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You are here: MacNN Forums > News > Mac News > Apple surprises with Mac App Store update for OS X 10.6.8

Apple surprises with Mac App Store update for OS X 10.6.8
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Jan 27, 2016, 04:12 PM
 
In addition to recent second betas of OS X 10.11.4 and iOS 9.3, Apple has quietly issued an unprecedented update for a no-longer-supported release, OS X 10.6.8 -- which was originally released in 2009. The update, available from Apple's support website "ensures future compatibility of the Mac App Store included with OS X Snow Leopard, and is recommended for all Snow Leopard users." While the percentage of users still on the outdated system is small -- around four percent of active Mac users -- this still could amount to as many as 3.6 million users worldwide. Apple has not otherwise updated Snow Leopard since the 10.6.8 release in June of 2011, with the last security update having been issued September of 2013.

Recently, a number of Mac support forums -- including our own MacNN Forums -- have seen a flood of 10.6.8 users who are having to upgrade for the first time due to their machine failing or due to increasing security concerns and escalating incompatibility with videos, web technologies, and software. Apple continues to sell 10.6.8 on DVD (for $20) to aid users on even older Intel-based systems who need Mac App Store compatibility in order to upgrade beyond that point, but could drop that service at any time as the years roll by and fewer users continue to use it.

The Mac App Store, now the principle distribution point for software updates, was introduced with OS X 10.6.6. Apple's habit of making previous versions of the OS unavailable once the new version is out (except for customers who "purchased" previous versions through the Mac App Store; those purchases can still be re-downloaded), makes it important that the Mac App Store remains compatible for users who finally decide to upgrade.

Due to security and compatibility concerns, Apple and its developers strongly prefer for users to be on one of the still-supported OS X versions, which generally go back three versions. Currently, this means that means that only systems 10.11 (El Capitan), 10.10 (Yosemite), and 10.9 (Mavericks) still receive routine compatibility and security updates, with El Capitan still in active development. It is presently unclear if OS X Mountain Lion (10.8) still receives silent XProtect anti-malware updates, but the last official compatibility and/or security update that extended to 10.8 was in September of last year.
     
coffeetime
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Jan 27, 2016, 07:53 PM
 
I am one of them. 3 Macs running in my house.
     
bobolicious
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Jan 27, 2016, 09:24 PM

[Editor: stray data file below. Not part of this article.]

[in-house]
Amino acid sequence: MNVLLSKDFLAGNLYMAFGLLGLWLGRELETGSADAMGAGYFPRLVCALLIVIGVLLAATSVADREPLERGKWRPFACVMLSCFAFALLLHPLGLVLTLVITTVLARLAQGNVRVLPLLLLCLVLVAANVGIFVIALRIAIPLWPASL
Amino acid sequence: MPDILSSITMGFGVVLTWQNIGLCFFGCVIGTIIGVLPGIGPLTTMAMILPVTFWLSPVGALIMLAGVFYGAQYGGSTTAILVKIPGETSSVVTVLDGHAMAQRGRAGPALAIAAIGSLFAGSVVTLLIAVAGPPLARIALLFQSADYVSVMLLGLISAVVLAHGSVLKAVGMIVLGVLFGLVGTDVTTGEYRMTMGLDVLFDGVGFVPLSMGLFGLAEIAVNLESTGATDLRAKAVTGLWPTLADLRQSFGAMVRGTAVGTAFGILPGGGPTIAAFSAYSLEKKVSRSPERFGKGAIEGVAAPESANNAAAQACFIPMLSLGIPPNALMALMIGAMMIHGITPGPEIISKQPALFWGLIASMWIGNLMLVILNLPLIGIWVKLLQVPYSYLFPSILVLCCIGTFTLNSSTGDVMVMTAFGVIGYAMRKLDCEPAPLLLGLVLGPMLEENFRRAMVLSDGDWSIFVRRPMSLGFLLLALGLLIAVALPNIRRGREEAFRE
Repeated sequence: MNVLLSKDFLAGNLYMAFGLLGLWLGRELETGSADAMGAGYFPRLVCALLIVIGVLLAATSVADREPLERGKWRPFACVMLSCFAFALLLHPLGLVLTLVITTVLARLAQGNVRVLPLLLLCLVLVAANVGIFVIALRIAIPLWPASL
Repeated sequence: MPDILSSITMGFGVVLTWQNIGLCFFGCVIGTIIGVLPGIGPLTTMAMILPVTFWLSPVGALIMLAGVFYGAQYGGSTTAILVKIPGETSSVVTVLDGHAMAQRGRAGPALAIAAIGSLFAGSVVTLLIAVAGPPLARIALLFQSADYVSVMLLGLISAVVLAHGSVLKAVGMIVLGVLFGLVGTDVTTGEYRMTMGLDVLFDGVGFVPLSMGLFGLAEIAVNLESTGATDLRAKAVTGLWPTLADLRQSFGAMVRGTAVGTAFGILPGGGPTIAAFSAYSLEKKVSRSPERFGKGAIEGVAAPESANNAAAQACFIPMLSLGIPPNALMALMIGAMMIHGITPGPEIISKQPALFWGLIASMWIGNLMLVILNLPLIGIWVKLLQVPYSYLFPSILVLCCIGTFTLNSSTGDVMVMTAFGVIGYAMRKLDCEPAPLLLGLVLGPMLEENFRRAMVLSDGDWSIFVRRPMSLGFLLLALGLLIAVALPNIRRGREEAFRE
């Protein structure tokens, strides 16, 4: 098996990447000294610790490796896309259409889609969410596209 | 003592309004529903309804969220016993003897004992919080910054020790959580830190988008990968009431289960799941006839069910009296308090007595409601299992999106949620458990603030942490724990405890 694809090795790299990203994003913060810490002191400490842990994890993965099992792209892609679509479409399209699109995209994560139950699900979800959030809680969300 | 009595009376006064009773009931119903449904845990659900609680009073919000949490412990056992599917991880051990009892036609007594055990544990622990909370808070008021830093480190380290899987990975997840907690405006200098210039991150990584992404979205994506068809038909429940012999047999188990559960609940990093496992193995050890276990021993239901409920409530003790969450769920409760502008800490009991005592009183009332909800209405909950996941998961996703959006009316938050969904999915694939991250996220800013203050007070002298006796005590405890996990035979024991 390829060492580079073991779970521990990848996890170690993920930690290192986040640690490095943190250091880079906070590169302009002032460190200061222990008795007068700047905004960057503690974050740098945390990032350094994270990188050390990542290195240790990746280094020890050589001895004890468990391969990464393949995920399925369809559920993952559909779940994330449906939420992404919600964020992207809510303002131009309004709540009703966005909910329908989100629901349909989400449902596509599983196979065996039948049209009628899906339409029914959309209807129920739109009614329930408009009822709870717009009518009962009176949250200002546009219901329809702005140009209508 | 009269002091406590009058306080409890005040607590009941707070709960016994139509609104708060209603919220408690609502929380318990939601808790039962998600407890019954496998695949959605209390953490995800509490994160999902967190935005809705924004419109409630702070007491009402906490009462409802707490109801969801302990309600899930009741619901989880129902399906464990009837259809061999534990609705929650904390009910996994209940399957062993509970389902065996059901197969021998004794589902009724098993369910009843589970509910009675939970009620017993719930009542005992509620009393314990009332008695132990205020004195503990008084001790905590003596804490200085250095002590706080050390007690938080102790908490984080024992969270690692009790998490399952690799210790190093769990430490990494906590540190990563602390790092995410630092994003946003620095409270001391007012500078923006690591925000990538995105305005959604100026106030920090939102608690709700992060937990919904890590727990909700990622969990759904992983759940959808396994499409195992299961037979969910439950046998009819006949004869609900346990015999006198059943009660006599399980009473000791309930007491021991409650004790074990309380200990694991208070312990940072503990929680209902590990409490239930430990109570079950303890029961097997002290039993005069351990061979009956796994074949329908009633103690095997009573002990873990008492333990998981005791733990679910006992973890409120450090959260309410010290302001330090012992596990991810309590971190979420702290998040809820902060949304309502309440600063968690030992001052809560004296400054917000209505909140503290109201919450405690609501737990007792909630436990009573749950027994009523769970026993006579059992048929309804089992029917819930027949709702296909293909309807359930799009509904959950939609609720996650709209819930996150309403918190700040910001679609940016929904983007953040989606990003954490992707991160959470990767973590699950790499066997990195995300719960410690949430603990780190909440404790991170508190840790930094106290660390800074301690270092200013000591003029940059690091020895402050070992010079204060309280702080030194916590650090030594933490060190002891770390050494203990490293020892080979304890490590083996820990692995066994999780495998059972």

...I literally found relief in Snow today trying to clear a PC SD card partition mess that could not be solved by El, W7bc, W7/10 Parallels...

It was like visiting a long missed, reliable, trusted world...

https://support.apple.com/en-us/HT205702

"El Capitan still in active development" yep - new macs ship & only support software under development, every year. Call it what you will - I say beta...
     
Charles Martin
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Jan 27, 2016, 09:43 PM
 
Yes, 10.11.4 is in beta, that's true. That's what we mean by "active development" -- updates are still be tested and development for it.

I should also note -- something Snow Leopard romantics always seem to conveniently forget -- that 10.6 required EIGHT updates to fix its bugs.
Charles Martin
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ADeweyan
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Jan 27, 2016, 09:49 PM
 
Man, I wish I could go back to Snow Leopard. I know there have been a lot of worthy under-the-hood improvements to OSX since then, but the interface has been straight downhill (with the exception of the banishment of skeumorphism).

I find myself struggling to work around the features added since then rather than benefiting from them.
     
bobolicious
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Jan 27, 2016, 10:01 PM
 
" that 10.6 required EIGHT updates to fix its bugs..."

Indeed I concur - and it seemed pretty bulletproof once finished, as was 10.4.11, taking a little longer (over 2.5 years!) - why annual forced new hardware beta conscription cycles and an inability to use an OS of choice may keep many (oh say the 85% potential windows users market growth potential) at bay... If it only 'just worked', and OS could be chosen by need or merit...
( Last edited by bobolicious; Jan 27, 2016 at 10:12 PM. )
     
Charles Martin
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Jan 27, 2016, 10:04 PM
 
It's funny you should bring up forced fragmentation -- one of the reasons Microsoft is in so much trouble today is due to the fact that it can't get its customer base to "sync" on a single OS version, leaving its developers and customer-support people with nightmares of compatibility. Back when EVERYONE was on XP, things were great ... for Microsoft ... for the virus- and bug-infested users, not so much ...
Charles Martin
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revco
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Jan 27, 2016, 10:07 PM
 
>>10.6 required EIGHT updates to fix its bugs.
     
revco
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Jan 27, 2016, 10:09 PM
 
>10.6 required EIGHT updates to fix its bugs.

Yeah but SL was out for two years. The Mac OS is now "updated" yearly. Lion, ML and Mavericks each had 5 updates. So that would make it 10 updates if we go by SL's life cycle.

(Don't know what happened to my previous post. Only partly sent).
     
bobolicious
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Jan 27, 2016, 11:54 PM
 
"one of the reasons Microsoft is in so much trouble today"
I'm no fan of the MS interface, but are they really in so much trouble @ 80%+ market share?
https://ca.finance.yahoo.com/q/bc?s=AAPL&t=2y&l=off&z=l&q=l&c=MSFT